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2023 Fall Meeting



In-device materials for on-chip and flexible energy storage: technologies, designs and integrations

Dust-sized computers, sensors, and robots embedded on a chip or integrated into a thin, flexible system can sense light, sound, pressure, chemicals, and magnetic fields, as well as analyze and send data wirelessly; but they are plagued by a lack of sufficient on-board energy storage. The challenge of integrable energy storage devices is the focus of this session.


Tiny microchips (known as smart dust) and ultrathin flexible electronics (known as electronic skins) with sensors, central processing units, and wireless communication modules simply do not take off because everything depends on the on-board energy storage to provide uninterrupted energy, which are not good enough.
The reasons are manifold. One obvious reason is that the construction of an energy storage device involves many challenges by itself, from materials to chemistries; but another reason is that microelectronic engineers are not chemists and vice versa, meaning that engineers do not know much about electrochemistry and chemists do not know much about fabrications tools and procedures of microelectronics and flexible electronics. This is why these two fields have remained largely separated. A result of this circumstance is that there are no energy storage devices that would allow for a monolithic integration into microchips or electronic skins.

The symposium aims at creating an interdisciplinary forum for scientists in the field of energy and electronic materials to inspire new materials, new design concepts, and new integration strategies that could launch energy storage devices into microchips and electronic skins and make a decisive difference.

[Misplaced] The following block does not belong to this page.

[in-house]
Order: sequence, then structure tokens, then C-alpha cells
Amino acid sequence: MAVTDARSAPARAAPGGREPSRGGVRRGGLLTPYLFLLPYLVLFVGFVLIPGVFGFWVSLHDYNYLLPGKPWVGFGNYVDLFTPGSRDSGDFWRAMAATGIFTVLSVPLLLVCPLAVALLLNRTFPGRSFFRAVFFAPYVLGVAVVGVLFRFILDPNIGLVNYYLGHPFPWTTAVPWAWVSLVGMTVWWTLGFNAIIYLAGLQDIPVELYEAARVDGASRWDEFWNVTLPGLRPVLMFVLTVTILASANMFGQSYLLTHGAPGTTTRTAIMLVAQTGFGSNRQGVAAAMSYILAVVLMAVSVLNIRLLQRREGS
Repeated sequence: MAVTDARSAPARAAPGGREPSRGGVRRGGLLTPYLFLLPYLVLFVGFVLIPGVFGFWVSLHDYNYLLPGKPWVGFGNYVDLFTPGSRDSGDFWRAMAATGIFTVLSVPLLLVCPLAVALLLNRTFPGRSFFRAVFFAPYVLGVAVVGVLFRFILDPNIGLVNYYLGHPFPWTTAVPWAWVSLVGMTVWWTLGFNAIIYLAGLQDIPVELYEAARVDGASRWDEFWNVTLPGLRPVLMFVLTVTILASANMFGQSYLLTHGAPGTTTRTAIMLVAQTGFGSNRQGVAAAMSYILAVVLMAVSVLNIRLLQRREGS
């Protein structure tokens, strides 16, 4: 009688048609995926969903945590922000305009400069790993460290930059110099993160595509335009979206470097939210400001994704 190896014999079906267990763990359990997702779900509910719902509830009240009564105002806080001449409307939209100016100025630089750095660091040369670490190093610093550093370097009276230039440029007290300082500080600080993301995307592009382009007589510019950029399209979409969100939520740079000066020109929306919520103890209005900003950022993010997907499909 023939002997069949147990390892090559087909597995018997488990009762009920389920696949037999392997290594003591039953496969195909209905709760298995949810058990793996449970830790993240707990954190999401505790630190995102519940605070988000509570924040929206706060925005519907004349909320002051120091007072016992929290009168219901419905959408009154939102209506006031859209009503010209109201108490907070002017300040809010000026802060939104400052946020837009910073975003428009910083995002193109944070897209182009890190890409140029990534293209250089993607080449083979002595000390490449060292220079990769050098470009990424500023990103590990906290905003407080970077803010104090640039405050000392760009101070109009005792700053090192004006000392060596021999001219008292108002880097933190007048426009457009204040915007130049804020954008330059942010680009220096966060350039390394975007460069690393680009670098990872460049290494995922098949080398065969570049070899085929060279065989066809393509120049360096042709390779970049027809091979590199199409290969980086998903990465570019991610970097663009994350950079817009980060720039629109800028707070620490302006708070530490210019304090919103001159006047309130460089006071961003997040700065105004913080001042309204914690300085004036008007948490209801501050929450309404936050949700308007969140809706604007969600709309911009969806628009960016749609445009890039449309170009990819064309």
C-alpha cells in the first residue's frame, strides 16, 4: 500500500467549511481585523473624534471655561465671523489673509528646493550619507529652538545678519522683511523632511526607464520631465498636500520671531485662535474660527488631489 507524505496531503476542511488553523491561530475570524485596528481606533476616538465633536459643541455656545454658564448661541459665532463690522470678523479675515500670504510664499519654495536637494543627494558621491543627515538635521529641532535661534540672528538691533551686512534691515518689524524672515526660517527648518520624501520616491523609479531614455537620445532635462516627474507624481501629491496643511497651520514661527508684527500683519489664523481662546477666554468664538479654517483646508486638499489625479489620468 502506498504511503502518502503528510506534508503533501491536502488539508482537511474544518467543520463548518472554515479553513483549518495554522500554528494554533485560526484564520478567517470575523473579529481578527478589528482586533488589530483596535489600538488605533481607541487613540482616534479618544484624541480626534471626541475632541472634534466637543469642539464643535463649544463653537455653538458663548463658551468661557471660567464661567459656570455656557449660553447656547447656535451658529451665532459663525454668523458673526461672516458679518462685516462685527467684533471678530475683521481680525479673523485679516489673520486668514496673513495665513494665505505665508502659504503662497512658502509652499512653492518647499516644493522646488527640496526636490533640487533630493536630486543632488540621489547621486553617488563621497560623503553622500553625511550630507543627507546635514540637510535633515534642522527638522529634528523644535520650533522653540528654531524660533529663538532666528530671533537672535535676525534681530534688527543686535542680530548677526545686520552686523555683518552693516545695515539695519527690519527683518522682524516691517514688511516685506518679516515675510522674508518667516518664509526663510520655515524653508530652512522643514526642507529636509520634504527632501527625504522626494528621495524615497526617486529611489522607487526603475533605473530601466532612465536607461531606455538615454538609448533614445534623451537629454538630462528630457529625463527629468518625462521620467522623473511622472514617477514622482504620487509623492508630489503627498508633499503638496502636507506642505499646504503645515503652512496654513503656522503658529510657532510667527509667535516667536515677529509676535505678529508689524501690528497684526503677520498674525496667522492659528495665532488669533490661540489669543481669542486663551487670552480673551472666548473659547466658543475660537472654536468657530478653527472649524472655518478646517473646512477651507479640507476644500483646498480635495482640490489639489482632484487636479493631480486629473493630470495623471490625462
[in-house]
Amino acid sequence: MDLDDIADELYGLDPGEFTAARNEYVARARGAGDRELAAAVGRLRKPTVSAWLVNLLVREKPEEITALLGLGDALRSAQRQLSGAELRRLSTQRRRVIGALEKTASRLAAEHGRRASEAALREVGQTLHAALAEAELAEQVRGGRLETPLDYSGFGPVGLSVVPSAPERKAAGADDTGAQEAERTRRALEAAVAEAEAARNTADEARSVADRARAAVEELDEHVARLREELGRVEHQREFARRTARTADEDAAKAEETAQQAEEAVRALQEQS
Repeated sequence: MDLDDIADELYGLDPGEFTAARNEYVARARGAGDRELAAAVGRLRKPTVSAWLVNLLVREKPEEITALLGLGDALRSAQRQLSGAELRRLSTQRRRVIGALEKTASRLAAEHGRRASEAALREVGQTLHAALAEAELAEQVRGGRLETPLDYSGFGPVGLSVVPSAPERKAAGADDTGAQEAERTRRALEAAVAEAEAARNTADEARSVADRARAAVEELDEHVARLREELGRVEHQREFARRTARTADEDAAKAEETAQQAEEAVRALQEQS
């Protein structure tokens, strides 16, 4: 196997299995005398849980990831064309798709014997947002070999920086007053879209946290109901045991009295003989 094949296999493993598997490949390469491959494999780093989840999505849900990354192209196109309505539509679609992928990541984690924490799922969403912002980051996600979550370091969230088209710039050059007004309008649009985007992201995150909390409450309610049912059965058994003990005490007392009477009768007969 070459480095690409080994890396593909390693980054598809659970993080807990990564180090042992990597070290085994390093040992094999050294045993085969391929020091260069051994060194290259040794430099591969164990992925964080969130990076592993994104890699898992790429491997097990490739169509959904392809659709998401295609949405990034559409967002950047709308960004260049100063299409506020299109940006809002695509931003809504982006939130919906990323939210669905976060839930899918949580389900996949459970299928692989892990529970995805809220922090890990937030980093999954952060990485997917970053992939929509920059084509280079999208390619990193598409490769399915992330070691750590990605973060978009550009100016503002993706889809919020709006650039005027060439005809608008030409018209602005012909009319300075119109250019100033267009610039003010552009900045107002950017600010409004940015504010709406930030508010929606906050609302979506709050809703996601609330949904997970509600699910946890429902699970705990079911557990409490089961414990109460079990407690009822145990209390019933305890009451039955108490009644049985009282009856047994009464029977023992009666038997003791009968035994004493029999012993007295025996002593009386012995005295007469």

The scopes include electronic material engineering and energy storage material development. Advances in electronic material engineering, such as novel designs of chips and technologies to add new materials to microfabrication procedures, offer tools for energy storage material scientists to integrate high-performance energy storage devices with advanced materials (solid-state electrolyte, safe and sustainable chemistries, high-energy-density electrode materials, etc). Moreover, materials from electronics and energy storage sometimes are complementary. Solid-state ionic materials can be used in energy storage devices or electronics. Smart designs would allow for a highly integrated device to improve the energy efficiency of electronics. Last but not least, energy storage devices in systems need advanced characterization tools for precise diagnosis and therefore to improve the energy storage ability.

Hot topics to be covered:

  • Novel designs for on-chip and flexible energy storage
  • Advanced on-chip techniques for fabricating microscale energy storage, including nano/microscale self-assembly, micro-origami, additive manufacturing, etc.
  • Materials for sustainable and safe energy storage solutions
  • Thin solid-state electrolytes
  • High-energy-density and high-safety energy storage systems
  • Unique energy storage mechanisms applicable at the microscale
  • Solid-state ionic materials and devices to monitor battery operations, including ionic transistors, sensors, etc.
  • Advanced techniques to in-situ and operando characterize materials, such as optical fibers, etc.

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Symposium organizers
Chunyi ZHICity University of Hong Kong

Tat Chee Avenue, Kowloon, Hong Kong
Lin ZHANGLeibniz Universität Hannover

Appelstraße 2, 30167 Hannover, Germany
Minshen ZHUTechnische Universität Chemnitz

Rosenbergstr. 6, 09126, Chemnitz, Germany